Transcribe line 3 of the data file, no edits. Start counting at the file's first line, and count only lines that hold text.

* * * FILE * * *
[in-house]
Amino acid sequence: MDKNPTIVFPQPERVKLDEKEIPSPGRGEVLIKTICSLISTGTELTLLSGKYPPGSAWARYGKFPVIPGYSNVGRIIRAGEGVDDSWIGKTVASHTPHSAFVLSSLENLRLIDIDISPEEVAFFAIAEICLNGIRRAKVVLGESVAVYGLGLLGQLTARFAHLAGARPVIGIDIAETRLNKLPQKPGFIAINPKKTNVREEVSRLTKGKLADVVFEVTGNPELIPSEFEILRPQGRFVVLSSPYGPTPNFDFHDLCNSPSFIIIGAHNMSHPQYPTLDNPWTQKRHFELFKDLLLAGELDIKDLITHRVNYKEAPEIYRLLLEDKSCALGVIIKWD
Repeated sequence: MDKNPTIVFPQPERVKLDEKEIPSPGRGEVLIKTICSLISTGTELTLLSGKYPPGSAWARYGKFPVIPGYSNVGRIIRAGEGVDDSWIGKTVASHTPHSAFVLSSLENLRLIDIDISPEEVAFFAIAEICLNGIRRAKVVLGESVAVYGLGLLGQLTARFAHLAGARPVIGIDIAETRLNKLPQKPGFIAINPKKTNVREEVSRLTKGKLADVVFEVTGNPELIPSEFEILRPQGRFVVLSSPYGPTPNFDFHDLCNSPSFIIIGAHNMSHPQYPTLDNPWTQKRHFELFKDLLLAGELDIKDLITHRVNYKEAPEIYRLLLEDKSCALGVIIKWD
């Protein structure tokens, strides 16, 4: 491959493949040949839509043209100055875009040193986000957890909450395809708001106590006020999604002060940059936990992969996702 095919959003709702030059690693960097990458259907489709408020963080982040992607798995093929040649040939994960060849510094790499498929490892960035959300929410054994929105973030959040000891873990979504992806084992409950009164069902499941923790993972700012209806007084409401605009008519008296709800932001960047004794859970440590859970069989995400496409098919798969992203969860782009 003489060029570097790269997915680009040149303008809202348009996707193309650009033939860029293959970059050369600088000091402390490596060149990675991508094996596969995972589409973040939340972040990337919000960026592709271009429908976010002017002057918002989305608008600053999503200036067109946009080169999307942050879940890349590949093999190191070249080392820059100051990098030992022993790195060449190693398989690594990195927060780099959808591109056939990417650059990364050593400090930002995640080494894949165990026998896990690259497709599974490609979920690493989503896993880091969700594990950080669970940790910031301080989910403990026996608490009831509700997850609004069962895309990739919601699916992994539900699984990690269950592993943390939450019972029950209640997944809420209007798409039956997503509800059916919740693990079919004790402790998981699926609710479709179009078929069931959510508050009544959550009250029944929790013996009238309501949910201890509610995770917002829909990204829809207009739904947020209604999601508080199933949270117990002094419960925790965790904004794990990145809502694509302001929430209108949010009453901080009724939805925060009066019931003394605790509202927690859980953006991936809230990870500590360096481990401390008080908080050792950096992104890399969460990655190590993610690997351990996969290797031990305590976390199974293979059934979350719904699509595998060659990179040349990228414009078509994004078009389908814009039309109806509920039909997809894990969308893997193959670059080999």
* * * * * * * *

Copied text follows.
Repeated sequence: MDKNPTIVFPQPERVKLDEKEIPSPGRGEVLIKTICSLISTGTELTLLSGKYPPGSAWARYGKFPVIPGYSNVGRIIRAGEGVDDSWIGKTVASHTPHSAFVLSSLENLRLIDIDISPEEVAFFAIAEICLNGIRRAKVVLGESVAVYGLGLLGQLTARFAHLAGARPVIGIDIAETRLNKLPQKPGFIAINPKKTNVREEVSRLTKGKLADVVFEVTGNPELIPSEFEILRPQGRFVVLSSPYGPTPNFDFHDLCNSPSFIIIGAHNMSHPQYPTLDNPWTQKRHFELFKDLLLAGELDIKDLITHRVNYKEAPEIYRLLLEDKSCALGVIIKWD